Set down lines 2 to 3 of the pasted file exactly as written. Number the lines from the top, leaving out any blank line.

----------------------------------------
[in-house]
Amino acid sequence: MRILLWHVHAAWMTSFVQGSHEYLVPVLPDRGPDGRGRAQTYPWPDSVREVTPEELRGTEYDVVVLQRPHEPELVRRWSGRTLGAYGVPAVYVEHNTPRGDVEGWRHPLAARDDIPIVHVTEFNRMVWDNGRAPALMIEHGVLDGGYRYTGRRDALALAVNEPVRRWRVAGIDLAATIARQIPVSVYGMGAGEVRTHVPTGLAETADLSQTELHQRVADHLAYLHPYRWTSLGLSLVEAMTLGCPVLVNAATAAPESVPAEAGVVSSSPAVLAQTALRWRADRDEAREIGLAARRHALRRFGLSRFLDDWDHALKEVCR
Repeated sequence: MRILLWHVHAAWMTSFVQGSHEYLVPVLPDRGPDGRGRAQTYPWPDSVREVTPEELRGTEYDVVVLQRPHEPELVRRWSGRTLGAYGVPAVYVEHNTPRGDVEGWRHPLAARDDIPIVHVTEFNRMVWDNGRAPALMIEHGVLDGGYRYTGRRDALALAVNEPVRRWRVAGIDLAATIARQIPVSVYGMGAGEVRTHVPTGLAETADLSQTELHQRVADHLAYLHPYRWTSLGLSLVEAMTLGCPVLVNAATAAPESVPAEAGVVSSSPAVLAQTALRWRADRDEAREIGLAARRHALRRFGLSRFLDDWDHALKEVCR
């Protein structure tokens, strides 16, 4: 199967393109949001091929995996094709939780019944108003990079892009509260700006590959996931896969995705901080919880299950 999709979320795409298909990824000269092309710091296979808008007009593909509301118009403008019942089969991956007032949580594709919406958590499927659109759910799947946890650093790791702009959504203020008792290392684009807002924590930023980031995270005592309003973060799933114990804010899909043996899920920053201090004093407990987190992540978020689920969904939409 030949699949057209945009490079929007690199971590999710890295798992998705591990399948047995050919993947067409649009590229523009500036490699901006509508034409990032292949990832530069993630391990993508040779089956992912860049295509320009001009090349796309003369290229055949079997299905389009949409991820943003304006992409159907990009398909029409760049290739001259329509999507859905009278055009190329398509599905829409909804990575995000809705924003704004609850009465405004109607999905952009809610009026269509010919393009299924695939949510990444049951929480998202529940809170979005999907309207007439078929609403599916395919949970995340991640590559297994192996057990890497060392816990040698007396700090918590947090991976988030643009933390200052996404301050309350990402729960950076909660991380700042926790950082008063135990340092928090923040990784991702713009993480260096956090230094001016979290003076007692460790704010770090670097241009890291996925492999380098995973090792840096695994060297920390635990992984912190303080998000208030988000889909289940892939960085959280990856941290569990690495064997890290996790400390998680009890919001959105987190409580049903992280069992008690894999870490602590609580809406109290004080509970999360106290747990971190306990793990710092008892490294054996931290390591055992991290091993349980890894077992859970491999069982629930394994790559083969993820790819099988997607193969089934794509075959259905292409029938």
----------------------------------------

Amino acid sequence: MRILLWHVHAAWMTSFVQGSHEYLVPVLPDRGPDGRGRAQTYPWPDSVREVTPEELRGTEYDVVVLQRPHEPELVRRWSGRTLGAYGVPAVYVEHNTPRGDVEGWRHPLAARDDIPIVHVTEFNRMVWDNGRAPALMIEHGVLDGGYRYTGRRDALALAVNEPVRRWRVAGIDLAATIARQIPVSVYGMGAGEVRTHVPTGLAETADLSQTELHQRVADHLAYLHPYRWTSLGLSLVEAMTLGCPVLVNAATAAPESVPAEAGVVSSSPAVLAQTALRWRADRDEAREIGLAARRHALRRFGLSRFLDDWDHALKEVCR
Repeated sequence: MRILLWHVHAAWMTSFVQGSHEYLVPVLPDRGPDGRGRAQTYPWPDSVREVTPEELRGTEYDVVVLQRPHEPELVRRWSGRTLGAYGVPAVYVEHNTPRGDVEGWRHPLAARDDIPIVHVTEFNRMVWDNGRAPALMIEHGVLDGGYRYTGRRDALALAVNEPVRRWRVAGIDLAATIARQIPVSVYGMGAGEVRTHVPTGLAETADLSQTELHQRVADHLAYLHPYRWTSLGLSLVEAMTLGCPVLVNAATAAPESVPAEAGVVSSSPAVLAQTALRWRADRDEAREIGLAARRHALRRFGLSRFLDDWDHALKEVCR